But why is this important in the first place? Why is it important to maintain funding for archaeology and ancient history departments, why indeed study archaeology or ancient history at all even in the wealthiest countries of the EU, since chances are, graduates will end up scrambling for a living? Why not fund departments that will provide these people with the means to address the needs of a technologically forward, economically salient 21st century world? Framing the debate, I will respond to these questions after sketching out the backdrop of the neoliberal policies on research and education that characterize EU and national agendas, and which reflect the functional underpinnings of the EU. I will show how they privilege the “interests of the market” to the detriment of quality of research, public good, and social vision. First, I analyze the structure and effects of the EU and national policies on academic research and heritage management in the EU so as to examine the policy responses to the EU economic crisis vis-à-vis mainly archaeology and the cultural heritage sectors, using case studies. I will address the measures taken to counterbalance the economic crisis as this affects humanities, the impact of these measures, the challenges and responses that they pose.
The discussion will be integrated in a critical analysis of the EU structure and function, which has shaped policy that disfigures research, both directly via EU policy, and indirectly, through the latter’s influence. This will be followed by an in-depth analysis of what constitutes a “EU at a time of crisis,” using specific examples. This part is indispensable to understanding EU and national policy on research in the humanities during this time. This is not only because EU policy affects directly research in the continent. Essentially, the financialization of research and its obsession with metrics-based evaluation on the level of EU policy transcends legal documents and borders, and crystallizes in social mentalities of what is of value within the individual member states, independently of official EU policy. Thus, subsequently it is perpetuated in an authoritative, top-down and unchallengeable value system, independently of the supra-national policies that gave rise to it, through the grip of the neoliberal market forces on national policy bodies and university management.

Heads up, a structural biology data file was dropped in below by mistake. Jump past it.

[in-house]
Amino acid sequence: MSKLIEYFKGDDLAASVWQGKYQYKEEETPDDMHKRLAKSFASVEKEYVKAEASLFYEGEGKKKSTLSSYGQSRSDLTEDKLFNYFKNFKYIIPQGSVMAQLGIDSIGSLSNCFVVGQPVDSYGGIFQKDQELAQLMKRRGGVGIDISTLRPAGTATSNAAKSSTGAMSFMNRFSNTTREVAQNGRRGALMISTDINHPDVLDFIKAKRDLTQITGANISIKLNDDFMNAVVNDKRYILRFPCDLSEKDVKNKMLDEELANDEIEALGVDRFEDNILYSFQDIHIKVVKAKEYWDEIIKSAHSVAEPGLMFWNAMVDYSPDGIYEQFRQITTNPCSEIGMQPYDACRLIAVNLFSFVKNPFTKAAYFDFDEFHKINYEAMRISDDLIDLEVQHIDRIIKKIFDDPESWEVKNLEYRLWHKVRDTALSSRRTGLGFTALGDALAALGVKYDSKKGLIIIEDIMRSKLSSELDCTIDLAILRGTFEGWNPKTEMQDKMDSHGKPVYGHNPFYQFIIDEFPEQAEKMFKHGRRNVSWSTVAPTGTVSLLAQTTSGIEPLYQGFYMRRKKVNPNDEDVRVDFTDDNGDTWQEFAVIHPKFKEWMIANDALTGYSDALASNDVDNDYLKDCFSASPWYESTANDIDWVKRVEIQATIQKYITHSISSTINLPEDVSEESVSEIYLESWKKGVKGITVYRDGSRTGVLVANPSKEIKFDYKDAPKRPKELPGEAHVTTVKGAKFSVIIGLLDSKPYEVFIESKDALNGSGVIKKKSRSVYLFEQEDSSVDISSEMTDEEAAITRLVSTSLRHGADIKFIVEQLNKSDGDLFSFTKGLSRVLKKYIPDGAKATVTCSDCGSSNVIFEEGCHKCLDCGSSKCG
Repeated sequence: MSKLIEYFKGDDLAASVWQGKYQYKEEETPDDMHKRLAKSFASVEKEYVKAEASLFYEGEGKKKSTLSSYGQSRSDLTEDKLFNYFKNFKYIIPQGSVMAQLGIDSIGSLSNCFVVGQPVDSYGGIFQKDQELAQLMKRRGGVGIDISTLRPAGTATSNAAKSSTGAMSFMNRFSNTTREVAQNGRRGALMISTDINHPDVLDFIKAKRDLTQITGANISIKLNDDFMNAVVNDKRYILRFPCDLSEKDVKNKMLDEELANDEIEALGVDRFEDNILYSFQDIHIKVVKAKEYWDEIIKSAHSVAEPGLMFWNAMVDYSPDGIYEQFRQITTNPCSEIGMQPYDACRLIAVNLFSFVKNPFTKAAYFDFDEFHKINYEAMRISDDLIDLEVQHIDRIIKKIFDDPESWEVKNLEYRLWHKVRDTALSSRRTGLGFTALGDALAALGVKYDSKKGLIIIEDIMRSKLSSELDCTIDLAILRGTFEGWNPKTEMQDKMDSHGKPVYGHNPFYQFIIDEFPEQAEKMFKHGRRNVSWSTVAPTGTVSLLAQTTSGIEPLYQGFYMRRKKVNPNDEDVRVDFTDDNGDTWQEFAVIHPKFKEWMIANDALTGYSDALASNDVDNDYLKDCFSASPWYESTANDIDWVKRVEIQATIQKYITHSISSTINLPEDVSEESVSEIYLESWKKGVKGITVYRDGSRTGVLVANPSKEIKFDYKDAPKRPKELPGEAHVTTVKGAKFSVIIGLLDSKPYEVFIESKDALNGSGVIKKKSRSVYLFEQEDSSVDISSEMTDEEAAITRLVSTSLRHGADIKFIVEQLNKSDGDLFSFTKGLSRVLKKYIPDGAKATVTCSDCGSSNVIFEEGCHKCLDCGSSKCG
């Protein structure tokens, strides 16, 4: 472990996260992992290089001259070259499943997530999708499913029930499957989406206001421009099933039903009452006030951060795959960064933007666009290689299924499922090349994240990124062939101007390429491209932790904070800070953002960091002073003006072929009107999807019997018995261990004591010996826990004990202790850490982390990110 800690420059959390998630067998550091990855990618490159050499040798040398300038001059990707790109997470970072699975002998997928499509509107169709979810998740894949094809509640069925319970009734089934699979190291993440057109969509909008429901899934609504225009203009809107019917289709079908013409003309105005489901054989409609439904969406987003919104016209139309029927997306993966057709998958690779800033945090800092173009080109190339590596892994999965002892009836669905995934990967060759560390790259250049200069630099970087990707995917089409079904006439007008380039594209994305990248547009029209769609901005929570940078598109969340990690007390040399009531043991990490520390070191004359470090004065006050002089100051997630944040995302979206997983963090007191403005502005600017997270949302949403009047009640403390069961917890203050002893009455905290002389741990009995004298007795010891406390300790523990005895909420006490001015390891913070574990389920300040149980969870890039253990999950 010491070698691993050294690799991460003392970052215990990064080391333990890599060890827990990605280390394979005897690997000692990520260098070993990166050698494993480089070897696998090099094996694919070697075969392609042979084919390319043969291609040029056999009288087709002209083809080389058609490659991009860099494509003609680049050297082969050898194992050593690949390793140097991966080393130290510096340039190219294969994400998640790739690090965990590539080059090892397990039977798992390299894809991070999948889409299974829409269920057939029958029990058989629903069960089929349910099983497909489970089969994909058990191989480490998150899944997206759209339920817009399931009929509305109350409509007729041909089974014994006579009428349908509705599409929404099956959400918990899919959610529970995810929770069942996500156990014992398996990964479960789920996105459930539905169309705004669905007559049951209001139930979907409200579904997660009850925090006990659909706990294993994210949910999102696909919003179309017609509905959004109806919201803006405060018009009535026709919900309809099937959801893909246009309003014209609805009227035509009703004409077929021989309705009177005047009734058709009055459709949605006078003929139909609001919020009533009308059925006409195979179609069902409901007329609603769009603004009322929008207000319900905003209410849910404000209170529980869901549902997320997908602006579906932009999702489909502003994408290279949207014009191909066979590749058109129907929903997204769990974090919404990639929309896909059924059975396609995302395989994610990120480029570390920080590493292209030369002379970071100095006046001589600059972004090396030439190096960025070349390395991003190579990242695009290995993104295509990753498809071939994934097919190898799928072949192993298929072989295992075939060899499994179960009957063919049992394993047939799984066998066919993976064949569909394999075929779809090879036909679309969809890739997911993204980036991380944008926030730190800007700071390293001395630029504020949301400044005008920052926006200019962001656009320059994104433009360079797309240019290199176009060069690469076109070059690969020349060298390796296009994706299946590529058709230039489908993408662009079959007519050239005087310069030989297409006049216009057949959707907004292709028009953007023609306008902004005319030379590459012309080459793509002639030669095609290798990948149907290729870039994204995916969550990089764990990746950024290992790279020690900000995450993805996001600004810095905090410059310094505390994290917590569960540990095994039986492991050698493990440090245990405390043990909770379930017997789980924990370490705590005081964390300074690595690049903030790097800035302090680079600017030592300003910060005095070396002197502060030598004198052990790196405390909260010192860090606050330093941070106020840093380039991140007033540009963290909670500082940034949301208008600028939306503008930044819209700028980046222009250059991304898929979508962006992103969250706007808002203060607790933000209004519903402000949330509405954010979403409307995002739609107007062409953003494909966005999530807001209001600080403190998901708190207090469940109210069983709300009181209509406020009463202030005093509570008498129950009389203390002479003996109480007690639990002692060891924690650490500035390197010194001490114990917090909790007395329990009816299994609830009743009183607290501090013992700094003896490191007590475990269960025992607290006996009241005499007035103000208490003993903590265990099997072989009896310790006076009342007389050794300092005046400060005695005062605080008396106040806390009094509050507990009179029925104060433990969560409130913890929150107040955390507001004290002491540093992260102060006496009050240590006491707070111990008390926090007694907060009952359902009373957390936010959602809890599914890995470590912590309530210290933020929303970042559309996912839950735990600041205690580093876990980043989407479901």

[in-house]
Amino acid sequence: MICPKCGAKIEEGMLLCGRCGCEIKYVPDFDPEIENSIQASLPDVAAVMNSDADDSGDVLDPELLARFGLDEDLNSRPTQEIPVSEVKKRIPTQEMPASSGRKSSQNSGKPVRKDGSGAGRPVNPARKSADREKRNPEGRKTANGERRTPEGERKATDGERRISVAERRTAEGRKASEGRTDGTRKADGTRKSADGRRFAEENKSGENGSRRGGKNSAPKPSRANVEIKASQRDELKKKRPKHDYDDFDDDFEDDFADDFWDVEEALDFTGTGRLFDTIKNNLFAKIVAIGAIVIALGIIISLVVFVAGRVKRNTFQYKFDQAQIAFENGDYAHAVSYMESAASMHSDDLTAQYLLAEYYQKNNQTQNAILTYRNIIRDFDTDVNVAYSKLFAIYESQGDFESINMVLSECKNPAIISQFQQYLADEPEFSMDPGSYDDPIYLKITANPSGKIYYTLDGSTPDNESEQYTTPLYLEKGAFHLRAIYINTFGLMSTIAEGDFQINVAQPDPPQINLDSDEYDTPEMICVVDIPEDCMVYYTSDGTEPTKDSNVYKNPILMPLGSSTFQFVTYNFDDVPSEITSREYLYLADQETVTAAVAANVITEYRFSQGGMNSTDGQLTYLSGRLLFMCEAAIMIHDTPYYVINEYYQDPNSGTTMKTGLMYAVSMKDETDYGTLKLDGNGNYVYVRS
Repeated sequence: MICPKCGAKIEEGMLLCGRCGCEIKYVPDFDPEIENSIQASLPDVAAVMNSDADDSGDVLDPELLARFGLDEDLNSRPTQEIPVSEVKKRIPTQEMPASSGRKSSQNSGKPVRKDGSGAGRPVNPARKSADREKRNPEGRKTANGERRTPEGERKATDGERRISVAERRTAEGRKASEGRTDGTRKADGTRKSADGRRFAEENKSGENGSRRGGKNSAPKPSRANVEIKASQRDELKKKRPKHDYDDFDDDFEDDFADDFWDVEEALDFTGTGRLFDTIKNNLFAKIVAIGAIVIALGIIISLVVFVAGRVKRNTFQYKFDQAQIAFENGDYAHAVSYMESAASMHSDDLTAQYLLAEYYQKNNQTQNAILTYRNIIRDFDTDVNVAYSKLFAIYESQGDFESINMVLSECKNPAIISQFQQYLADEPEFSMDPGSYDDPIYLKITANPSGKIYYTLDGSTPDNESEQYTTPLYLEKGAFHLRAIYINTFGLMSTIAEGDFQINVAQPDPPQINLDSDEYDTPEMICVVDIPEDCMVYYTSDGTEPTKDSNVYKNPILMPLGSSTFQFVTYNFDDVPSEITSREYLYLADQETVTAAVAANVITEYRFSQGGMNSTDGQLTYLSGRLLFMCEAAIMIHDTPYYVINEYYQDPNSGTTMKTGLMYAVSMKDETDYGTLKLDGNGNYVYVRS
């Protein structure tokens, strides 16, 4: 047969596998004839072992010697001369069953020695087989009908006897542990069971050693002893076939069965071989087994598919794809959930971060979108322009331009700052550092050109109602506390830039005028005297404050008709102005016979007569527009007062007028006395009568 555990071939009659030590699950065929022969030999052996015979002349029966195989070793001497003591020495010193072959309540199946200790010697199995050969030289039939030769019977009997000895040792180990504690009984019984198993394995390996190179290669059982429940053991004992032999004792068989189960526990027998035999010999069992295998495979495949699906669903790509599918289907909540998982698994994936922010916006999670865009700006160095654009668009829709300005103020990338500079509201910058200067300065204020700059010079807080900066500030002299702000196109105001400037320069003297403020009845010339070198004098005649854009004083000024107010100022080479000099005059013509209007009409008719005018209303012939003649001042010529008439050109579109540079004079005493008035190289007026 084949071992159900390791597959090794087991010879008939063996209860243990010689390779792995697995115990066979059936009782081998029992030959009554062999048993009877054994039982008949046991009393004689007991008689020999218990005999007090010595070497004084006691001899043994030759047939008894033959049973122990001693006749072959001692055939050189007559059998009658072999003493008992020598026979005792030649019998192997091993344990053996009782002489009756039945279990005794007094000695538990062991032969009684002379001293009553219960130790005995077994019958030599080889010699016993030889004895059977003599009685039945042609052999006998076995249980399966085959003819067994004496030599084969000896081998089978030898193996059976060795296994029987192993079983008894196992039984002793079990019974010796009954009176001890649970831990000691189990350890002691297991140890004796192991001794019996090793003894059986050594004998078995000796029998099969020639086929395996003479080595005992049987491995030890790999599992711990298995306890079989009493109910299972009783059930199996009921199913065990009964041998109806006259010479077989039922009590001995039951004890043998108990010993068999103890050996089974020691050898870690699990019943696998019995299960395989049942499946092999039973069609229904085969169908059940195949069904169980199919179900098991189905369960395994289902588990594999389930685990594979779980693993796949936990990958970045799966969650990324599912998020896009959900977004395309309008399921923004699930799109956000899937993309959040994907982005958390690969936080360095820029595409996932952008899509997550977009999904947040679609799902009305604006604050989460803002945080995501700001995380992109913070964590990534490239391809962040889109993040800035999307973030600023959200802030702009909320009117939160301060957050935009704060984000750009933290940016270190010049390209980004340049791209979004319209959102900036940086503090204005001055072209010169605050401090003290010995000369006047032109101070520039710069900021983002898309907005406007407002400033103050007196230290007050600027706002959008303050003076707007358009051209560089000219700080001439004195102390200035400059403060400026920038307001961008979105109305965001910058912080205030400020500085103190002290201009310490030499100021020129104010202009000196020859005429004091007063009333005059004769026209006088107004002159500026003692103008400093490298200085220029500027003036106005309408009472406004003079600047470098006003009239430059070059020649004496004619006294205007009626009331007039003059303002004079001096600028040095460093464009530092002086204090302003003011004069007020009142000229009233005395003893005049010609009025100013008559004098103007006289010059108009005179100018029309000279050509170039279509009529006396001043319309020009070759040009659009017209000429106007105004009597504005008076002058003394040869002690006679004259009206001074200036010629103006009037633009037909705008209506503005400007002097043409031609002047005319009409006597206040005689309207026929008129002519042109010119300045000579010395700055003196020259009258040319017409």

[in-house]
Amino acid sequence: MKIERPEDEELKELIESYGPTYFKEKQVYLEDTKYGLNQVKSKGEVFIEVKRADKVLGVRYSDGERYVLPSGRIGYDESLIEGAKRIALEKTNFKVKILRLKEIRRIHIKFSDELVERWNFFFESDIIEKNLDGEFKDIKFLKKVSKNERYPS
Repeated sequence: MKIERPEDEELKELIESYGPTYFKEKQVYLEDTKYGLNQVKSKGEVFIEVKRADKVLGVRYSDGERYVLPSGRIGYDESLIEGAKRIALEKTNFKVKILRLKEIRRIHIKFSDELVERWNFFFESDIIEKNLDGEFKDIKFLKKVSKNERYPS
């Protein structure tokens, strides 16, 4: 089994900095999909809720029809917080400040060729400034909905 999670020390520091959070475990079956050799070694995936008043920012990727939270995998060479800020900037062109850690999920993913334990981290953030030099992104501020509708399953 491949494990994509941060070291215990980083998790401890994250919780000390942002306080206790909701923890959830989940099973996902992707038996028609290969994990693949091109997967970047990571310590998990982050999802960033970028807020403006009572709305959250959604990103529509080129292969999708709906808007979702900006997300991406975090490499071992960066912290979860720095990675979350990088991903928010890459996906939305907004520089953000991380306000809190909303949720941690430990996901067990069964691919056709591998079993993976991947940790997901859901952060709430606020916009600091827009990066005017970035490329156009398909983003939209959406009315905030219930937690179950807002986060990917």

Additionally, the market-oriented EU areas of competence indirectly impinge on the function and value of the humanities vis-à-vis the public. Discourses on their inherent value are gradually being replaced by ideas on how to promote a cultural product intended for public consumption, thus taking a narrow view of their function and creating a deterministic frame of perceiving the value of the humanities. This ideological determinism permeates policy but also finds a new life in the ideological preoccupations it perpetuates and reproduces through the training and employment of new generations of academics and heritage practitioners – often done unconsciously of the biases in which the educational-academic system has been embedded.
Two case studies will be used. Since different EU member states are governed by different legislation, characterized by widely different traditions in educational approach and heritage management policies, case studies will be country-based, rather than theme-based according to sector. This will facilitate a holistic understanding of the way the economic crisis was approached in each case, and the measures and responses to it, as the underlying historical and social realities in different countries vary widely. The alternative way of adopting a sector-based examination that would lump examples from across countries in each case (research funding, heritage management) endangers a superficial analysis that glosses over major, country specific differences of historical dimensions, thus distorting the understanding of the processes involved. So as to offer a representative sample of the variety of challenges and responses, the two case studies selected are countries at the opposite ends on the economic ranking within the EU, and whose approaches to the study and value of the humanities regarding the ancient past are radically different: The Netherlands and Greece. For example, the Netherlands’ different approaches to heritage management, as well as to the funding and teaching of archaeology, present a different pattern of challenges and responses than in Greece, where the state apparatus plays a predominant role in both academic humanities and the cultural heritage sector. One point of convergence appears to be the deployment of an array of similar measures of “counter-acting” the crisis, which result in the demotion of the value of these disciplines, albeit orchestrated in different ways.
The Functionalist Europe:
Technocracy, the Reduction of the Political and the Democratic Gloss